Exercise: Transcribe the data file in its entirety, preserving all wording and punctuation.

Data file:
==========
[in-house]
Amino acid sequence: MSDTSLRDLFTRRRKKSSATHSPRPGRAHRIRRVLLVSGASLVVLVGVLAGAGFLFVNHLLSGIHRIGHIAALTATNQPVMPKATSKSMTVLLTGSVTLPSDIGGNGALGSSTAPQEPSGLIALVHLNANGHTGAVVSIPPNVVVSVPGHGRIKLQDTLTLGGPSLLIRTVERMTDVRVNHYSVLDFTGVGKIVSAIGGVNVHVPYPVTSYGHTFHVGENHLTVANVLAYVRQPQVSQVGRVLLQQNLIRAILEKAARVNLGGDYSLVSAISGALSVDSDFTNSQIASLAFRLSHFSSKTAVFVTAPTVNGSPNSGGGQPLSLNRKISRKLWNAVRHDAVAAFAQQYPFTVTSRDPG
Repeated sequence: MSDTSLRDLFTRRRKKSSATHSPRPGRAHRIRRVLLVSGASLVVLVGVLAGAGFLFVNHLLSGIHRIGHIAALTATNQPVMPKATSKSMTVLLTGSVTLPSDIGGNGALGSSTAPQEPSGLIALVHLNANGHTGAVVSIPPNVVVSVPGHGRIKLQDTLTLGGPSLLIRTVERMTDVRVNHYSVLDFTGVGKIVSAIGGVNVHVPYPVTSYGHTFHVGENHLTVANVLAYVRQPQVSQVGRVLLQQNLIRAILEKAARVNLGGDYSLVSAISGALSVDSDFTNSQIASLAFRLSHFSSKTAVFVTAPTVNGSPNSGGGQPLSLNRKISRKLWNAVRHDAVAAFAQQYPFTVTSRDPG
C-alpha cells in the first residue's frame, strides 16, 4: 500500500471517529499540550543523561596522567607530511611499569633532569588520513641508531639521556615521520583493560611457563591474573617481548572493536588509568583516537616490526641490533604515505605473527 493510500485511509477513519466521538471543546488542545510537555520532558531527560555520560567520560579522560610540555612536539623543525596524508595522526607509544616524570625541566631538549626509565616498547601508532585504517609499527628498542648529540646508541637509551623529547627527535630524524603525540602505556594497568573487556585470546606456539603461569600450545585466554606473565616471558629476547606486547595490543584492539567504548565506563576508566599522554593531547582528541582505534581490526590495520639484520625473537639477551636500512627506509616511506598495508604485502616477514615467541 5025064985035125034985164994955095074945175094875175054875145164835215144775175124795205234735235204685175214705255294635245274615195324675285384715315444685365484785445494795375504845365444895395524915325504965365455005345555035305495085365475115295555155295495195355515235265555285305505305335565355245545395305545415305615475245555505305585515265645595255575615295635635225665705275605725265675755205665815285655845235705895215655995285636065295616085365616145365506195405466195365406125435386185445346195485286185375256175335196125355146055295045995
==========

[in-house]
Amino acid sequence: MSDTSLRDLFTRRRKKSSATHSPRPGRAHRIRRVLLVSGASLVVLVGVLAGAGFLFVNHLLSGIHRIGHIAALTATNQPVMPKATSKSMTVLLTGSVTLPSDIGGNGALGSSTAPQEPSGLIALVHLNANGHTGAVVSIPPNVVVSVPGHGRIKLQDTLTLGGPSLLIRTVERMTDVRVNHYSVLDFTGVGKIVSAIGGVNVHVPYPVTSYGHTFHVGENHLTVANVLAYVRQPQVSQVGRVLLQQNLIRAILEKAARVNLGGDYSLVSAISGALSVDSDFTNSQIASLAFRLSHFSSKTAVFVTAPTVNGSPNSGGGQPLSLNRKISRKLWNAVRHDAVAAFAQQYPFTVTSRDPG
Repeated sequence: MSDTSLRDLFTRRRKKSSATHSPRPGRAHRIRRVLLVSGASLVVLVGVLAGAGFLFVNHLLSGIHRIGHIAALTATNQPVMPKATSKSMTVLLTGSVTLPSDIGGNGALGSSTAPQEPSGLIALVHLNANGHTGAVVSIPPNVVVSVPGHGRIKLQDTLTLGGPSLLIRTVERMTDVRVNHYSVLDFTGVGKIVSAIGGVNVHVPYPVTSYGHTFHVGENHLTVANVLAYVRQPQVSQVGRVLLQQNLIRAILEKAARVNLGGDYSLVSAISGALSVDSDFTNSQIASLAFRLSHFSSKTAVFVTAPTVNGSPNSGGGQPLSLNRKISRKLWNAVRHDAVAAFAQQYPFTVTSRDPG
C-alpha cells in the first residue's frame, strides 16, 4: 500500500471517529499540550543523561596522567607530511611499569633532569588520513641508531639521556615521520583493560611457563591474573617481548572493536588509568583516537616490526641490533604515505605473527 493510500485511509477513519466521538471543546488542545510537555520532558531527560555520560567520560579522560610540555612536539623543525596524508595522526607509544616524570625541566631538549626509565616498547601508532585504517609499527628498542648529540646508541637509551623529547627527535630524524603525540602505556594497568573487556585470546606456539603461569600450545585466554606473565616471558629476547606486547595490543584492539567504548565506563576508566599522554593531547582528541582505534581490526590495520639484520625473537639477551636500512627506509616511506598495508604485502616477514615467541 5025064985035125034985164994955095074945175094875175054875145164835215144775175124795205234735235204685175214705255294635245274615195324675285384715315444685365484785445494795375504845365444895395524915325504965365455005345555035305495085365475115295555155295495195355515235265555285305505305335565355245545395305545415305615475245555505305585515265645595255575615295635635225665705275605725265675755205665815285655845235705895215655995285636065295616085365616145365506195405466195365406125435386185445346195485286185375256175335196125355146055295045995